“She knows better than to accuse you of being a pedophile, I think. She’s an idiot if she doesn’t realize how bad that could be for you.”
“Feel free to tell her that, if we find her,” Dori said. “Anyway, that’ll be fun, playing private eye and shit. I also have to go apartment shopping.”
“Your aunt said you were going to get your own place,” Clover said, nodding. “Are you sure it’s safe, with Smile out there? I’m sure they’ve cut him loose by now.”
Dori rolled her eyes. “He’s not a serial killer, dude. Besides, my friend Nikki is moving in with me.”
“Do I know Nikki?”
“You will. She’s coming with, as soon as I call her. What time is it?”
“Shit. I need to take a shower and get dressed.”
Since it was silly to go to a bar at one in the afternoon and expect anyone to be there, they apartment-shopped first. Nikki drove, because she’d rented an insanely large sport-utility vehicle to get around snowy metro Detroit in.
“You look really funny at the wheel of this thing,” Clover said after they’d been introduced.
“I bet I do.”
“Can you even see over the hood?”
“Well enough,” Nikki said softly, then turned to Dori. “I have four places we can look at this afternoon, and then we can go find your friend.”
“See,” Dori said to Clover, grinning ear to ear, “it’ll be good, me living with Nikki. She’s the most organized person I ever met. She can handle any crisis.”
“Getting your own apartment isn’t exactly a crisis,” Clover said.
“Sure it is. I don’t have any furniture.”
“What do we need to get?” Nikki said, aware of why Dori and Clover laughed but not smiling. She had an air of flipping open a mental notepad.
“Pretty much everything. I think I have a bed. My TV and VCR belong to Uncle Carl and they’re about five hundred years old anyway. Should we pool our money and go in together on a TV and stuff, or what?”
“Let’s discuss that shit over dinner,” Nikki said. “Apartment first. Fill it second.”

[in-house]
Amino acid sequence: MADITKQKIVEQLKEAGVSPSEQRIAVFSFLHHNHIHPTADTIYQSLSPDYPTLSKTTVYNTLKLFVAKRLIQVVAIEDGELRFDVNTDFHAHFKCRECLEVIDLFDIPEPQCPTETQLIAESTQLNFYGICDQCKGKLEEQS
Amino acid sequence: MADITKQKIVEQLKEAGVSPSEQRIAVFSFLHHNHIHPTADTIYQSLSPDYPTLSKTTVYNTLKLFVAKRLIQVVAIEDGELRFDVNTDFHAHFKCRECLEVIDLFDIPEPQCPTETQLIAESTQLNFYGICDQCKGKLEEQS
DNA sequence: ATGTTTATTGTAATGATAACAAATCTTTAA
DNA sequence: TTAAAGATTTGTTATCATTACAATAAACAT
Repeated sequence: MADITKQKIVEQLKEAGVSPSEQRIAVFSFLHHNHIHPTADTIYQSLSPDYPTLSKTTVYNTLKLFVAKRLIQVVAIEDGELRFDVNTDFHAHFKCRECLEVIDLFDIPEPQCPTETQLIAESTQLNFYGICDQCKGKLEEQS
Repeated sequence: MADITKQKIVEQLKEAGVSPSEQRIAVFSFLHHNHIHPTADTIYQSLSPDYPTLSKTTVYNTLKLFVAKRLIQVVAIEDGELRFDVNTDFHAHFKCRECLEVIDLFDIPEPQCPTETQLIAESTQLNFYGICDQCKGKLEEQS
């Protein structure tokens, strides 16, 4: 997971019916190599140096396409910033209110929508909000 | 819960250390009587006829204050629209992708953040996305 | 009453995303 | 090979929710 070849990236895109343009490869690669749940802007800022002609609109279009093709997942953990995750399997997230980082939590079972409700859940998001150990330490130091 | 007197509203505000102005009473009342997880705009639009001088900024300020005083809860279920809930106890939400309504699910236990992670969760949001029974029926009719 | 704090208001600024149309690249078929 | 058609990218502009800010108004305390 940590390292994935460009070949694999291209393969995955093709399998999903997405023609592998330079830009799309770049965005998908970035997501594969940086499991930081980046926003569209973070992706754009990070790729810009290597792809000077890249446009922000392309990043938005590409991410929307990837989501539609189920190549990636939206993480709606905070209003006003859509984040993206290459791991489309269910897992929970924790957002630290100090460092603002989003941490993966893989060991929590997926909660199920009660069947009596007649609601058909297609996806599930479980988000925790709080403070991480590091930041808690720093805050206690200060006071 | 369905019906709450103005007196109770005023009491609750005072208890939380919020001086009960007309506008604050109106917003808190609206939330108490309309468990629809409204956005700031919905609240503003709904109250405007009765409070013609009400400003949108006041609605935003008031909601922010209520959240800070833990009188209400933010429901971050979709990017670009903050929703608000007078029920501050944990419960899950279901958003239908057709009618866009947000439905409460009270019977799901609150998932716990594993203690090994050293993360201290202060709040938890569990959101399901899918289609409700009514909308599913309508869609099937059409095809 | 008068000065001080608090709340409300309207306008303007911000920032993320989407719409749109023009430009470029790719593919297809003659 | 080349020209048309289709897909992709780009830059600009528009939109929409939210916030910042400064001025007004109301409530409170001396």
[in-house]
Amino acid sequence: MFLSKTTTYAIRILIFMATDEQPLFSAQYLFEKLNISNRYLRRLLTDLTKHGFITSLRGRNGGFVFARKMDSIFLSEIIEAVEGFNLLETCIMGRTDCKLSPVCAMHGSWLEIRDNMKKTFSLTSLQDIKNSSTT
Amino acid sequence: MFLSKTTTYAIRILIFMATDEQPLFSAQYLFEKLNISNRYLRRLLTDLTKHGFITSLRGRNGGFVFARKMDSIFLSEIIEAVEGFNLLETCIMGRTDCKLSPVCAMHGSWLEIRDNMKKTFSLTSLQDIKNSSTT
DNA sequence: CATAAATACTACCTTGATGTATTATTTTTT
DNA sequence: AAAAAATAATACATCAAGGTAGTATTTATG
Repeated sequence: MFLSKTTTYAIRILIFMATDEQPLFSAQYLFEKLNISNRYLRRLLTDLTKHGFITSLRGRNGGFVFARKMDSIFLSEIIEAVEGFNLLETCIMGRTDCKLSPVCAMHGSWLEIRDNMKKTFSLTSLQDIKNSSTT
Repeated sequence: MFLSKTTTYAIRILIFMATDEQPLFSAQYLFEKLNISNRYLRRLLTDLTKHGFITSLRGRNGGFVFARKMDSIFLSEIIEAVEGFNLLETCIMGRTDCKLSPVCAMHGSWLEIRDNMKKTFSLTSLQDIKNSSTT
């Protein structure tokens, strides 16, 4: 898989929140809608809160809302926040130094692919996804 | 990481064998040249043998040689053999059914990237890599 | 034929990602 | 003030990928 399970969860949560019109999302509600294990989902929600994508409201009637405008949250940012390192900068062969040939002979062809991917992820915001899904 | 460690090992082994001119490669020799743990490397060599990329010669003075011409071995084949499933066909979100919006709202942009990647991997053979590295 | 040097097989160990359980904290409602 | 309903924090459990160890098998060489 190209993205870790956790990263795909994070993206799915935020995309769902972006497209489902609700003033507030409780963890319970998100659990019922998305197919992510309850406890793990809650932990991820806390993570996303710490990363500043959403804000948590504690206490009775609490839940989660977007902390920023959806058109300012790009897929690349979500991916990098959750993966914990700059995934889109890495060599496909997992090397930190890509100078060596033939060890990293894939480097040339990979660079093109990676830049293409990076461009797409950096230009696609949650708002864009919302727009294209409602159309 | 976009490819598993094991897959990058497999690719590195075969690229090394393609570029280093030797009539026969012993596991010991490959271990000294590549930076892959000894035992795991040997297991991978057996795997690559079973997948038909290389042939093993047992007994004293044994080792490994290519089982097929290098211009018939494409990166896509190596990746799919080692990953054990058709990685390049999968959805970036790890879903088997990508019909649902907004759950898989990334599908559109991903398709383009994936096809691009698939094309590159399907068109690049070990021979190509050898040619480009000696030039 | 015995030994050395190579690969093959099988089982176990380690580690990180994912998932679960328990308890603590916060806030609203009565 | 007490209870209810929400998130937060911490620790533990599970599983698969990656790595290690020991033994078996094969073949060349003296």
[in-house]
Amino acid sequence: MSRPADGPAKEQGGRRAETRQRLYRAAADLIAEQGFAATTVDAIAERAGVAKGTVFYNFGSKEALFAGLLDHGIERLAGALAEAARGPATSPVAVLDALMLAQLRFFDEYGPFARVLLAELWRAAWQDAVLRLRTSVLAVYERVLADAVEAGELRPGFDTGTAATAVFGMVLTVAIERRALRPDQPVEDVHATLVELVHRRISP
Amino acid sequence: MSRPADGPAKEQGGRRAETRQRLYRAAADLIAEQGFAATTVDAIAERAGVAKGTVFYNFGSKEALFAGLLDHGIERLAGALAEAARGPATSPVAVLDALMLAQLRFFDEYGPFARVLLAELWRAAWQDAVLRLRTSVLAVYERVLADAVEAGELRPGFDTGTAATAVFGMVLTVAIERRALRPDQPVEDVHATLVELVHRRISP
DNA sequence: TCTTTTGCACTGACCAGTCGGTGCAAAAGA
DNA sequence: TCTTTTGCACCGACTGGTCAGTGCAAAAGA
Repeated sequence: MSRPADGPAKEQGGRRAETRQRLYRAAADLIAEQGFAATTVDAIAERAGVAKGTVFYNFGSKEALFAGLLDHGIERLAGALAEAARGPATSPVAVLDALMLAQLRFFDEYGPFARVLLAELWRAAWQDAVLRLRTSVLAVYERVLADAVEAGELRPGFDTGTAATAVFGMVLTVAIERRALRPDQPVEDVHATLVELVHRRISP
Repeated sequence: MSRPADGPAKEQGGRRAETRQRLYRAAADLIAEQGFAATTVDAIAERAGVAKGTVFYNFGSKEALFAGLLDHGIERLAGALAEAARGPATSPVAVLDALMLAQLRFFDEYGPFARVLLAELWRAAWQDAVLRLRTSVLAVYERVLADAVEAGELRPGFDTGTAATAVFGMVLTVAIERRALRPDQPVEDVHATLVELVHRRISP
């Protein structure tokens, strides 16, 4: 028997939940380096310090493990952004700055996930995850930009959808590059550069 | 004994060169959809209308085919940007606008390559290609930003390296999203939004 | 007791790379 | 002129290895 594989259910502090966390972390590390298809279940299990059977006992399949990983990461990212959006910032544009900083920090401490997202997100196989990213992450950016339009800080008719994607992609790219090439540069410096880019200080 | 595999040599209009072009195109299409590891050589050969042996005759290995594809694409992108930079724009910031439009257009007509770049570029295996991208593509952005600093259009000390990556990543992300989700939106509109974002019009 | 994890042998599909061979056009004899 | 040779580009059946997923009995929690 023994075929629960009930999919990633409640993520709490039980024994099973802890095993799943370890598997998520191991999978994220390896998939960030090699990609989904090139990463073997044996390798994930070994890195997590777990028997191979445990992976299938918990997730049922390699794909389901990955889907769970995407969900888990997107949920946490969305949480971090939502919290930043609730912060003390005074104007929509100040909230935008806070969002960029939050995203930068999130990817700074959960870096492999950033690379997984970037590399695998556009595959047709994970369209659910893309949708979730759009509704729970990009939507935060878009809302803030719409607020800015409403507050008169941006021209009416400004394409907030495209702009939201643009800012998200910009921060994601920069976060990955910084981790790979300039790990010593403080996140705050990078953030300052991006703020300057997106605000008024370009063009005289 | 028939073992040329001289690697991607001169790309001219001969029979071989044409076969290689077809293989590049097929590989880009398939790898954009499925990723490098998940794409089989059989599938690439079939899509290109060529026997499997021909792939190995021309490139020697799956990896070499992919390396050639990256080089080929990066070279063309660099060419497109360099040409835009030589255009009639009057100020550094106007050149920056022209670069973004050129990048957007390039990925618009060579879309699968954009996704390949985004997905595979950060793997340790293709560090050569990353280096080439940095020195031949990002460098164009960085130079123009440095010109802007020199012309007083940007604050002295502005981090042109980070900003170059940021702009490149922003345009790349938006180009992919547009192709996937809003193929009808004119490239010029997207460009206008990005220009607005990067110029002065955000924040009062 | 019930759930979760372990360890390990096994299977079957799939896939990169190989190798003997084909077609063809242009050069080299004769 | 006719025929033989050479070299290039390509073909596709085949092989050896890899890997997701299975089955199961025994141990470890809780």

The apartments were looked at quickly, one after the other. Clover couldn’t resist putting her fifteen cents in on every one that they saw, and Dori could tell after a while that Nikki’s refusal to pay any attention to her was making her mad. Clover couldn’t even intimidate Nikki by towering over her (looming was one of Clover’s psychological tactics); Nikki was literally only a third her size, but wouldn’t budge. All of the decisions that Dori thought would be difficult were dispatched quickly: two bedrooms or three? (Two–if Liz was going to move in, they could get a larger place later.) What floor? (First–Nikki didn’t like heights and wasn’t interested in a balcony.) Covered parking? (No.) Washer and dryer? (Yes.) Cable? (Nikki barely watched TV, but Dori watched enough for both of them, so yes.) By twilight, Dori and Nikki had a lease drawn up and ready to be signed at a nice complex on Ford Lake in Ypsilanti. They celebrated with dinner at Olive Garden, Clover’s treat. She insisted.
“That was impressive,” Clover said. “It took Ari and I forever to find our first apartment. I think we had to live with my parents for four months before we found a place.”
“Big decisions are only as overwhelming as you let them be,” Nikki said.
“As long as you’re willing to live with the consequences of a bad one.”
“If you know what you want and stand by it, there won’t be any bad decisions,” was Nikki’s response. She didn’t even look at Clover.
“So…if you decided to buy a car, and the brakes failed and it crashed and killed someone, you wouldn’t call that a bad decision?”
Nikki didn’t hesitate. “Not if the car was what I wanted. The brake problem has nothing to do with my choosing the car, obviously, because I didn’t fucking know about it at the time. I try not to beat myself up over shit like that.”
“Very noble,” Clover said sarcastically, aware that she was losing the argument but not sure how.
“Hardly. I didn’t say I didn’t do it, I said I tried not to. I fail. A lot.” Nikki said no more on the subject, despite Clover’s attempts to engage first her and then Dori in a continuance. She got the feeling Nikki was going to go off on Clover, but it didn’t happen.